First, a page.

An instrument as old and seemingly simple as the banjo: Could we possibly learn anything new about it? Can anything more be done with it? Yes, indeed. Centuries since the banjo in its earliest forms was introduced from Africa to The Americas, its study and art are in exciting phases, as witness the newly-published Banjo: An Illustrated History (Backbeat Books/Hal Leonard Corporation) by Bob Carlin.
Carlin, an accomplished banjo performer, instructor, and historian, surveys the instrument’s history right up to the twenty-first century with emphasis on its most influential makers and players. Entrancingly illustrated with gorgeous and detailed color photographs and numerous rare archival images, its text transcends old cliches and myths about the banjo to bring its story vividly to life. As Tony Trischka notes in his introduction: “It stands as a basic primer for the novice, but also has enough detail and rich historical data to entice that person who has had a longstanding, incurable itch for the banjo.”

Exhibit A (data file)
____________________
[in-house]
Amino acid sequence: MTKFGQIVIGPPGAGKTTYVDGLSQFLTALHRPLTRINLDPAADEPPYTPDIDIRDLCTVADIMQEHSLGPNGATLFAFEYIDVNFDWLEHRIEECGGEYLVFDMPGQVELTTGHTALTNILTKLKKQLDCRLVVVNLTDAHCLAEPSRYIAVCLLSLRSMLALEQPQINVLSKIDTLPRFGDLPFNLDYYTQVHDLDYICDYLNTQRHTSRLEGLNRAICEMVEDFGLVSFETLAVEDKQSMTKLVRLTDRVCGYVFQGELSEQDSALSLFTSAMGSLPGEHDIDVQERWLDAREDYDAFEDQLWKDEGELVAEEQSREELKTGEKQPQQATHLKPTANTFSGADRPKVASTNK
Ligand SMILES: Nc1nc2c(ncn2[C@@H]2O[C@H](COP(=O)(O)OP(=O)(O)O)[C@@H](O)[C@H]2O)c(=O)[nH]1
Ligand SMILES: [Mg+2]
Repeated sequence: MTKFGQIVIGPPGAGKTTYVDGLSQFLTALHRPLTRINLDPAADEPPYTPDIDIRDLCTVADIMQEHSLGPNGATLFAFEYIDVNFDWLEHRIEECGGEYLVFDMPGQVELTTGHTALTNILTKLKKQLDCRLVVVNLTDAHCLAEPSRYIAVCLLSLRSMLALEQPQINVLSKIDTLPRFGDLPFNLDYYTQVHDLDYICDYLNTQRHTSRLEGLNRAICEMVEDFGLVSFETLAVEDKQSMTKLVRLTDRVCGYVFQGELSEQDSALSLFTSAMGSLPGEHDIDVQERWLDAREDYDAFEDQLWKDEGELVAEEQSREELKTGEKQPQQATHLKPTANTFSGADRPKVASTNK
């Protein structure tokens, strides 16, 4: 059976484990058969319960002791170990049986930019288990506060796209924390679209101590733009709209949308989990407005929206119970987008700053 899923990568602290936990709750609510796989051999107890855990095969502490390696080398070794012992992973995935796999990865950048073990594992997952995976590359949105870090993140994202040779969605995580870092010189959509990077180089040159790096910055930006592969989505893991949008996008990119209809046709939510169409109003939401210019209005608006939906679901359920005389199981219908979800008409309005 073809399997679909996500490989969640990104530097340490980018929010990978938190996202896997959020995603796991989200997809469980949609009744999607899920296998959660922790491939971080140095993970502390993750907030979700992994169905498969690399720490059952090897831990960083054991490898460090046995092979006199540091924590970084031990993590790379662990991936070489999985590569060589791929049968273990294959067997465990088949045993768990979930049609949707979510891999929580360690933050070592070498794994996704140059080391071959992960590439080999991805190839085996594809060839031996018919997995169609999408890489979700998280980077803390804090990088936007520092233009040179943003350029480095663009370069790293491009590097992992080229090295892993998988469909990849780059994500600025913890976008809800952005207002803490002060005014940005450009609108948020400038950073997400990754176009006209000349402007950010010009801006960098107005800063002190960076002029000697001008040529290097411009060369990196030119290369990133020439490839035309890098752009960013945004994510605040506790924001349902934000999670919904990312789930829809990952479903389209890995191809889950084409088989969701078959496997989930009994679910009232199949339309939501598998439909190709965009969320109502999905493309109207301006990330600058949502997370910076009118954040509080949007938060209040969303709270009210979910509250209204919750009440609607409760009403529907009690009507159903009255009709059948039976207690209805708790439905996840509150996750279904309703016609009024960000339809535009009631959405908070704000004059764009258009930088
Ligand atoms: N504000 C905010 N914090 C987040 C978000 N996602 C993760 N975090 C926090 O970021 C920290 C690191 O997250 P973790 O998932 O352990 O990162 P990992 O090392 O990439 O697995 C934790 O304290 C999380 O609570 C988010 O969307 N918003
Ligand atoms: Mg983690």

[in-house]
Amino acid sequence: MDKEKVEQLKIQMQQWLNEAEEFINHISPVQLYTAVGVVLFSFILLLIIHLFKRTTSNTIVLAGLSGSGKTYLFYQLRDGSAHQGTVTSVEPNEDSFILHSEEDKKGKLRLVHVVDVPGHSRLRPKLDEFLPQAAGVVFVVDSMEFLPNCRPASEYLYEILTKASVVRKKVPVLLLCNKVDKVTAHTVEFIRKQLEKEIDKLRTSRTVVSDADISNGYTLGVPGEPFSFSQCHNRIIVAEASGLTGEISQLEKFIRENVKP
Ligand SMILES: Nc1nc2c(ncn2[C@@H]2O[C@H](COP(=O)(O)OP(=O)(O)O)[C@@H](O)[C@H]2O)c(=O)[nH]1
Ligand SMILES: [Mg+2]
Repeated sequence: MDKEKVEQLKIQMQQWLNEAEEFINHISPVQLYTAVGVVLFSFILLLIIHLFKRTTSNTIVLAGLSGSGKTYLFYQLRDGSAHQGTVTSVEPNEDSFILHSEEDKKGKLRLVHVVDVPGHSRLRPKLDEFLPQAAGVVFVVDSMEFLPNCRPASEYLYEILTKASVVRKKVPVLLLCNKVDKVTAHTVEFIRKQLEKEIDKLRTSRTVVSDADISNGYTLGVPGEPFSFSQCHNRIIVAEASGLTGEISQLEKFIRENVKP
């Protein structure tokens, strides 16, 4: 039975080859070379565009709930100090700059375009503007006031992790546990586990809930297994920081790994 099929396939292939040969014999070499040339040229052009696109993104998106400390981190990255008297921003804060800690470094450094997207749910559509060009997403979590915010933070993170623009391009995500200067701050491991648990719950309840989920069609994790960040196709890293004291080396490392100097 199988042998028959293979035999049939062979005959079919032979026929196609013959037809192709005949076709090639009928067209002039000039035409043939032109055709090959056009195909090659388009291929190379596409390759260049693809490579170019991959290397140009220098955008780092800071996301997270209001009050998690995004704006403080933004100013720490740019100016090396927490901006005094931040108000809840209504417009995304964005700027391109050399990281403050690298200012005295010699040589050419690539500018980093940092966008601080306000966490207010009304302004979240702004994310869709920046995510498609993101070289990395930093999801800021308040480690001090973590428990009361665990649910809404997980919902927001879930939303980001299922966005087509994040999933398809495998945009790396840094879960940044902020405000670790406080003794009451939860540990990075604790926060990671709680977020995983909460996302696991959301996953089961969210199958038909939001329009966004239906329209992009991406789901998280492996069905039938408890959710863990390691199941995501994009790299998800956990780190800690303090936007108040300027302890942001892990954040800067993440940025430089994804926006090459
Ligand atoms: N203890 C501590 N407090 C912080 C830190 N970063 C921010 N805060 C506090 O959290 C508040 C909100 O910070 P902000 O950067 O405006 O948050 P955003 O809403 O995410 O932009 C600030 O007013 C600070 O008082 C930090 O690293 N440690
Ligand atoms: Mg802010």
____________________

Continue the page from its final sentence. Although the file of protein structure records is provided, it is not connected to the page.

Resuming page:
Says Carlin, “People ask me, ‘How long did it take you to write the book?’ And I say, ‘All my life!’” He laughs, while adding, “But once the contracts were signed, my part was under a year.”
Bob had long wanted to do such a project, “actually a bigger, encyclopedia kind of book. But I didn’t have the time or the money.” However, the opportunity came to create a book with the potential to find an even larger readership. He was contacted by the Elephant Book Company, a small yet busy operation in London, England, specializing in information-rich, visually high-quality books about music, art, and popular culture. They, in turn, successfully pitched the project to the Hal Leonard Corporation for publication by its Backbeat Books imprint. Hal Leonard had already found success with a beautifully illustrated and thoroughly researched book on early Martin guitars (see “Inventing The American Guitar: The Story Of The Amazingly Modern Pre-Civil War Martins,” Bluegrass Unlimited, March 2014). Read entire article »